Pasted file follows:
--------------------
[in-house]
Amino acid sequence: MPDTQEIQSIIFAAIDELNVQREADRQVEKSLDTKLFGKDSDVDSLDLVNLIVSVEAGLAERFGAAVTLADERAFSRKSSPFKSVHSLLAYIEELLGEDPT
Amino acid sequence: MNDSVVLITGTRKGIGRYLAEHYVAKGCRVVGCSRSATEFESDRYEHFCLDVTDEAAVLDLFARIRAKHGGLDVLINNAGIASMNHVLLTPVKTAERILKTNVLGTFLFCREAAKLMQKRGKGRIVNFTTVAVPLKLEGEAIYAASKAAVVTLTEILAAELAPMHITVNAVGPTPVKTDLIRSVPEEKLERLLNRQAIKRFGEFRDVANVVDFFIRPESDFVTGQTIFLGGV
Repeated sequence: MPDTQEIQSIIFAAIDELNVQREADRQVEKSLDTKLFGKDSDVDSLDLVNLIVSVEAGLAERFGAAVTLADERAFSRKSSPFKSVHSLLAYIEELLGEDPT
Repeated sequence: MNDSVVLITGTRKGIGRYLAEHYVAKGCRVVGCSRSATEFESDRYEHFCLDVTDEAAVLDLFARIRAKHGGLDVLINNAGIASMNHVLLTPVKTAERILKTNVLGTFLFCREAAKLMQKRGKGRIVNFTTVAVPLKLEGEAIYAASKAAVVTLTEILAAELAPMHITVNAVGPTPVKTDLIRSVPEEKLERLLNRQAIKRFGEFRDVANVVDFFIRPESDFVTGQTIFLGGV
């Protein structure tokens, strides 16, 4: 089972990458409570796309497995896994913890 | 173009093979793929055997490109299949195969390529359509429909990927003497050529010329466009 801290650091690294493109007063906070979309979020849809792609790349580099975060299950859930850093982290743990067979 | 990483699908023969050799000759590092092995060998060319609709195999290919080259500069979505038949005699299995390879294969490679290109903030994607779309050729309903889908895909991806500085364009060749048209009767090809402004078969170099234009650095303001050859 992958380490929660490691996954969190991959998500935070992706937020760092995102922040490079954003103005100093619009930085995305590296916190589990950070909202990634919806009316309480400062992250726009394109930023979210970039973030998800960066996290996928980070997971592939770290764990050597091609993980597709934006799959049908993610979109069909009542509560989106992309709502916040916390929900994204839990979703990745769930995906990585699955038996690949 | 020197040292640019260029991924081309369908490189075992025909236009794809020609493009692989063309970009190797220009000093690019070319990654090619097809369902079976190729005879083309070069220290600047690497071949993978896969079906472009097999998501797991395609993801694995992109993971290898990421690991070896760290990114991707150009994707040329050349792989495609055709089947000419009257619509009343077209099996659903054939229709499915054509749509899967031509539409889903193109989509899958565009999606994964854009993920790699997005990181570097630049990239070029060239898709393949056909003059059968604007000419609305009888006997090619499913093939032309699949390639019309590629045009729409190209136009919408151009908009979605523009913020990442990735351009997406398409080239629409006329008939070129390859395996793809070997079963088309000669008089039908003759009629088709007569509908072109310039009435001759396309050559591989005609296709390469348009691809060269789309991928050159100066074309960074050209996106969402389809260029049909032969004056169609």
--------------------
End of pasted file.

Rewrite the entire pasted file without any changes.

[in-house]
Amino acid sequence: MPDTQEIQSIIFAAIDELNVQREADRQVEKSLDTKLFGKDSDVDSLDLVNLIVSVEAGLAERFGAAVTLADERAFSRKSSPFKSVHSLLAYIEELLGEDPT
Amino acid sequence: MNDSVVLITGTRKGIGRYLAEHYVAKGCRVVGCSRSATEFESDRYEHFCLDVTDEAAVLDLFARIRAKHGGLDVLINNAGIASMNHVLLTPVKTAERILKTNVLGTFLFCREAAKLMQKRGKGRIVNFTTVAVPLKLEGEAIYAASKAAVVTLTEILAAELAPMHITVNAVGPTPVKTDLIRSVPEEKLERLLNRQAIKRFGEFRDVANVVDFFIRPESDFVTGQTIFLGGV
Repeated sequence: MPDTQEIQSIIFAAIDELNVQREADRQVEKSLDTKLFGKDSDVDSLDLVNLIVSVEAGLAERFGAAVTLADERAFSRKSSPFKSVHSLLAYIEELLGEDPT
Repeated sequence: MNDSVVLITGTRKGIGRYLAEHYVAKGCRVVGCSRSATEFESDRYEHFCLDVTDEAAVLDLFARIRAKHGGLDVLINNAGIASMNHVLLTPVKTAERILKTNVLGTFLFCREAAKLMQKRGKGRIVNFTTVAVPLKLEGEAIYAASKAAVVTLTEILAAELAPMHITVNAVGPTPVKTDLIRSVPEEKLERLLNRQAIKRFGEFRDVANVVDFFIRPESDFVTGQTIFLGGV
């Protein structure tokens, strides 16, 4: 089972990458409570796309497995896994913890 | 173009093979793929055997490109299949195969390529359509429909990927003497050529010329466009 801290650091690294493109007063906070979309979020849809792609790349580099975060299950859930850093982290743990067979 | 990483699908023969050799000759590092092995060998060319609709195999290919080259500069979505038949005699299995390879294969490679290109903030994607779309050729309903889908895909991806500085364009060749048209009767090809402004078969170099234009650095303001050859 992958380490929660490691996954969190991959998500935070992706937020760092995102922040490079954003103005100093619009930085995305590296916190589990950070909202990634919806009316309480400062992250726009394109930023979210970039973030998800960066996290996928980070997971592939770290764990050597091609993980597709934006799959049908993610979109069909009542509560989106992309709502916040916390929900994204839990979703990745769930995906990585699955038996690949 | 020197040292640019260029991924081309369908490189075992025909236009794809020609493009692989063309970009190797220009000093690019070319990654090619097809369902079976190729005879083309070069220290600047690497071949993978896969079906472009097999998501797991395609993801694995992109993971290898990421690991070896760290990114991707150009994707040329050349792989495609055709089947000419009257619509009343077209099996659903054939229709499915054509749509899967031509539409889903193109989509899958565009999606994964854009993920790699997005990181570097630049990239070029060239898709393949056909003059059968604007000419609305009888006997090619499913093939032309699949390639019309590629045009729409190209136009919408151009908009979605523009913020990442990735351009997406398409080239629409006329008939070129390859395996793809070997079963088309000669008089039908003759009629088709007569509908072109310039009435001759396309050559591989005609296709390469348009691809060269789309991928050159100066074309960074050209996106969402389809260029049909032969004056169609």